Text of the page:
When you order at 5 guys burgers (which you should if you haven't because they are amazing) you are given a ticket between 1 and 100 which is then use to collect your order. Last time I was there my friend suggested trying to collect all 100 tickets. The question is:
Assuming you receive a random ticket number between 1 and 100 inclusive on every visit. On average, how many visits would it take to collect all 100 tickets? Solution:
Define $S$ to be a random variable which counts the number of purchases required to get all 100 tickets. Then we are interested in $\mathbb{E} [S]$
To help us analyse $S$ we need to define another collection of random variables. Let $X_i$ denote the number of purchases required to get the $ith + 1$ ticket given we have already collected $i$ tickets. So if we have collected 2 tickets (say ticket number 33 and ticket number 51) and the next two tickets we get are 33 and 81, then $X_2 = 2$ because it took us 2 attempts to get a new unique ticket. We can actually view $S$ as the sum of these $X_i$, i.e. $S = \sum\limits_{i=1}^{100}X_i$ (to see that this is the case the number of visit it takes to collect all 100 tickets will be the number of visits to collect the first ticket plus the number of visits to collect the 2nd unique ticket, and so on) There are two further observations that we need to make before deriving the solution. Firstly, each $X_i$ is independent of $\sum\limits_{k=1}^{{i1}}X_i$. Secondly, each $X_i$ is actually distributed as a Geometric Distribution where:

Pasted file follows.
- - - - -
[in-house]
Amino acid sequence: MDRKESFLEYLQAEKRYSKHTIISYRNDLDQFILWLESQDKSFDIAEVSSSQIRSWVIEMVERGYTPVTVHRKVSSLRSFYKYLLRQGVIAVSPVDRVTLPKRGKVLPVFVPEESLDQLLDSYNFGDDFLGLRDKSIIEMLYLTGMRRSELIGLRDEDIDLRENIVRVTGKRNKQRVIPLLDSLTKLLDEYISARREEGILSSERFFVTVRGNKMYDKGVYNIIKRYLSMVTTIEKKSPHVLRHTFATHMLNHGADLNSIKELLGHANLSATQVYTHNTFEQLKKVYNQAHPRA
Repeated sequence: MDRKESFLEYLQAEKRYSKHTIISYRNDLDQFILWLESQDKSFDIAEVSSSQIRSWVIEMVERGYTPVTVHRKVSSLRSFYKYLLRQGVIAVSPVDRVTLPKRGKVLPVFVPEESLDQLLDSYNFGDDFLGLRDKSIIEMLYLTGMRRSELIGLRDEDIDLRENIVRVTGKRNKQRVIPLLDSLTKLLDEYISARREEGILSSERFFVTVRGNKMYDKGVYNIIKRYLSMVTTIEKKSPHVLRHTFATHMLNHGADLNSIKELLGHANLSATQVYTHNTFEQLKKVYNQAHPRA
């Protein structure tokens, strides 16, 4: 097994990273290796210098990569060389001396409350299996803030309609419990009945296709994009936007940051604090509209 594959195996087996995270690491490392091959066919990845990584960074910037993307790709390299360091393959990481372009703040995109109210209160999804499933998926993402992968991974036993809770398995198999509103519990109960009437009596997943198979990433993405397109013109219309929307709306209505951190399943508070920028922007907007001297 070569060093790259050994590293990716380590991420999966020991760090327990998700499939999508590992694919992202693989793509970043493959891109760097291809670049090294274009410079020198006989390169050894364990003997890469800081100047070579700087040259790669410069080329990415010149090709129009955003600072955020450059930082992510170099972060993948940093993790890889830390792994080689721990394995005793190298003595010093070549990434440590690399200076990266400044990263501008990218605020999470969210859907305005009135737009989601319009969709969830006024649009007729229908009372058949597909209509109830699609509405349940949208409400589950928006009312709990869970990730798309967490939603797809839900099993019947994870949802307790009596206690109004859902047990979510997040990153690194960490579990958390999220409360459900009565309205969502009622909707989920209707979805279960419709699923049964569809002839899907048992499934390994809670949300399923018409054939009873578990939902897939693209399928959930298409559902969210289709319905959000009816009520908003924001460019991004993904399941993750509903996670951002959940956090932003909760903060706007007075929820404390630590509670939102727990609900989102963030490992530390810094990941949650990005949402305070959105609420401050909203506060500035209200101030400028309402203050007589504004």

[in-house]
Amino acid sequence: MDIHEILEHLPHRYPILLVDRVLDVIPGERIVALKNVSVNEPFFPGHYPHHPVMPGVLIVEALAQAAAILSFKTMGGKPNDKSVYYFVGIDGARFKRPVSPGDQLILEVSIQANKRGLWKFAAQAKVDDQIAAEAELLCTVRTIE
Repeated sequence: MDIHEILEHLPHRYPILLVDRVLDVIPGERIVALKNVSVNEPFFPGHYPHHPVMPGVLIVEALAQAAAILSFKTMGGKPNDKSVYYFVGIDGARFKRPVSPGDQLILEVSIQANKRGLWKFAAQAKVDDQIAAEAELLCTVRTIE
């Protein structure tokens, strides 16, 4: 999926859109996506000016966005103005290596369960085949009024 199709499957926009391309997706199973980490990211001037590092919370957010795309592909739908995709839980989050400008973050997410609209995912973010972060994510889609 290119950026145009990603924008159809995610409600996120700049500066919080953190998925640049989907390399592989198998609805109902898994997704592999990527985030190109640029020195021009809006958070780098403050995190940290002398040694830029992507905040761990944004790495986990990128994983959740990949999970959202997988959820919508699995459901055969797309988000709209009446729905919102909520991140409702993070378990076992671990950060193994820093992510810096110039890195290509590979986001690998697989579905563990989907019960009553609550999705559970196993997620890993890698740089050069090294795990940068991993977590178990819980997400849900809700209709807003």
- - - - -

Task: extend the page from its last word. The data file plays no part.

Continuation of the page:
$P( X_i = k ) = \frac{i1}{100}^{k1} \frac{101i}{100}$
Giving us: $\mathbb{E} [ S ] = \mathbb{E} [ \sum\limits_{k=1}^{100} X_i ] = \sum\limits_{k=1}^{100} \mathbb{E} [X_i ] = \sum\limits_{k=1}^{100} \frac{100}{101i} = 100 \sum\limits_{k=1}^{100} \frac{1}{101i} = 100 \sum\limits_{k=1}^{100} \frac{1}{i}$
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AuthorI work as a pricing actuary at a reinsurer in London. Categories
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March 2020